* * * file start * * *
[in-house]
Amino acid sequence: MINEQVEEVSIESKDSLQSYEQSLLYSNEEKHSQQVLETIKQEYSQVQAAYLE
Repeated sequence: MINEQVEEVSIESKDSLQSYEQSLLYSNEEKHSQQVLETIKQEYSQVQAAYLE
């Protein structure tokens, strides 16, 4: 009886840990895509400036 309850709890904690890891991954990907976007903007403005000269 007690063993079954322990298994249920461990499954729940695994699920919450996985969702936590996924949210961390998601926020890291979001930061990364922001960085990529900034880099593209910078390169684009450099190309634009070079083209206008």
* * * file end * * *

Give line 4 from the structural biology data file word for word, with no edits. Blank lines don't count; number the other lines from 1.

């Protein structure tokens, strides 16, 4: 009886840990895509400036 309850709890904690890891991954990907976007903007403005000269 007690063993079954322990298994249920461990499954729940695994699920919450996985969702936590996924949210961390998601926020890291979001930061990364922001960085990529900034880099593209910078390169684009450099190309634009070079083209206008």